January 24, 2018 / 7:57 AM / a year ago

Breakingviews - Perfect storm blows ill winds across Chinese tech

Jia Yueting, co-founder and head of Le Holdings Co Ltd, also known as LeEco and formerly as LeTV, poses for a photo in front of a logo of his company after a Reuters interview at LeEco headquarters in Beijing, China, picture taken April 22, 2016.

HONG KONG (Reuters Breakingviews) - Leshi’s perfect storm is blowing ill winds across the Chinese tech industry. Hubris, margin loans and starry-eyed investors have led to a cash crunch at the $9 billion video-streaming and smart-TV business of embattled LeEco. The company is now chasing founder Jia Yueting, branded “China’s Steve Jobs,” for money he owes it. Bad behaviours that converged here will turn up elsewhere in due course.

After being halted since April 2017, shares of Shenzhen-listed Leshi Internet Information and Technology began trading again on Wednesday. They promptly plunged 10 percent, the maximum allowed. The 13.8 yuan price almost certainly has further to fall. Several funds already have cut their valuations to less than 4 yuan per share, Reuters reported. That’s a discount of more than 90 percent from the stock’s peak less than three years ago.

It’s a stunning corporate downfall ready-made for a Harvard Business School case study. Capitalizing on the success of the streaming service, Jia borrowed against his Leshi stake to help fund an expansion of LeEco. The conglomerate moved into smartphones, electric vehicles and movie production, prompting the swashbuckling entrepreneur to tout LeEco as China’s answer to Apple, Tesla and Netflix at once. Even as financial cracks began to show last year, property developer Sunac China ploughed $2.2 billion into Leshi and two other LeEco units.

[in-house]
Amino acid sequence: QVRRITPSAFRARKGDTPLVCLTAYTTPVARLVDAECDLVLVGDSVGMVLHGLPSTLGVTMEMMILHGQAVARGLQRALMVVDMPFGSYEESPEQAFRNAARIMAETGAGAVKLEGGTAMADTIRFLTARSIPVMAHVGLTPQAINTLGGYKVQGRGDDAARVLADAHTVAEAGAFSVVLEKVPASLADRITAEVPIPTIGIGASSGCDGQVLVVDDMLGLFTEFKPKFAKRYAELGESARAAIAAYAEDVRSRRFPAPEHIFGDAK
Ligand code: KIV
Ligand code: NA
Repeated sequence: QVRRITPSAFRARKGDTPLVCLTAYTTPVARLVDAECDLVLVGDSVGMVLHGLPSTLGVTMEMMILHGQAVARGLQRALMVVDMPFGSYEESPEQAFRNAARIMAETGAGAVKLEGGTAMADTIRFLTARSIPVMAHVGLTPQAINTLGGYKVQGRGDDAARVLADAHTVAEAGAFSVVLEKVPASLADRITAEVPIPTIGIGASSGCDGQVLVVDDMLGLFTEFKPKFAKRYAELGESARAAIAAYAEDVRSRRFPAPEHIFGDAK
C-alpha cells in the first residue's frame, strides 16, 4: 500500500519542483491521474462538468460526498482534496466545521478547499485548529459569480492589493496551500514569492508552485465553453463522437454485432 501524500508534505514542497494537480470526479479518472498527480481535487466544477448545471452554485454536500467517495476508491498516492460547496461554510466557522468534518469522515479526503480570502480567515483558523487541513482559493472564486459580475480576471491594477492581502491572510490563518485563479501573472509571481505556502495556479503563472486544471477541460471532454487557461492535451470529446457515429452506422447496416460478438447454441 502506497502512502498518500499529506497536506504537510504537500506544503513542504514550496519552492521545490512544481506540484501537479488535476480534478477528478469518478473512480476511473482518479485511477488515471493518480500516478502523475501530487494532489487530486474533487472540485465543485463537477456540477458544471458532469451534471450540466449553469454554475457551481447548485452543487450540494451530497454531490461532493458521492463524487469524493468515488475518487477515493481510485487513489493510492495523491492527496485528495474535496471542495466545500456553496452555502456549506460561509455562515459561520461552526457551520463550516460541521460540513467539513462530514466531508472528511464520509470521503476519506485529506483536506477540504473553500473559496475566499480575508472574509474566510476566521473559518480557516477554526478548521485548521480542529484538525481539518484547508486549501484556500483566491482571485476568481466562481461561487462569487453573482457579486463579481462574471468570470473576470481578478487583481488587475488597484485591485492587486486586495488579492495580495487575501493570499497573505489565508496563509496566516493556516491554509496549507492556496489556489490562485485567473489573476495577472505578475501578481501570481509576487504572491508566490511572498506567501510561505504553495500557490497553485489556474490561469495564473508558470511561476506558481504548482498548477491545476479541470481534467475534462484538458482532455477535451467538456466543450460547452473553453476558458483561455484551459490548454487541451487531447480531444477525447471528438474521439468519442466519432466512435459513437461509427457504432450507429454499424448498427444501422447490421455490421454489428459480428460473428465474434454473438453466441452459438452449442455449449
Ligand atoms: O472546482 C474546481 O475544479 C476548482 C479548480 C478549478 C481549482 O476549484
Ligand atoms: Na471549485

Jia and his companies owe Leshi some 7.5 billion yuan, or about $1.2 billion, the company says. It is seeking his stakes in his electric-car ventures. Most of Jia’s 26 percent holding in Leshi has been pledged as collateral, which could lead to more assets being frozen and a transfer of ownership. What’s more, Leshi’s main businesses are suffering to the extent a net loss is expected for 2017 as management warns of “operational difficulty” if it can’t find funds to repay its debt.

The combination of troubles at Leshi may be unique. At the same time, tech companies are no stranger to cult-like founders, grand ambitions and eye-popping valuations. In China, investors are salivating over unicorns such as smartphone maker Xiaomi, bike-sharing startup Mobike and news app Toutiao. The situation at Leshi is a good reminder to keep a diligent watch for any signs of strain.


Reuters Breakingviews is the world's leading source of agenda-setting financial insight. As the Reuters brand for financial commentary, we dissect the big business and economic stories as they break around the world every day. A global team of about 30 correspondents in New York, London, Hong Kong and other major cities provides expert analysis in real time.

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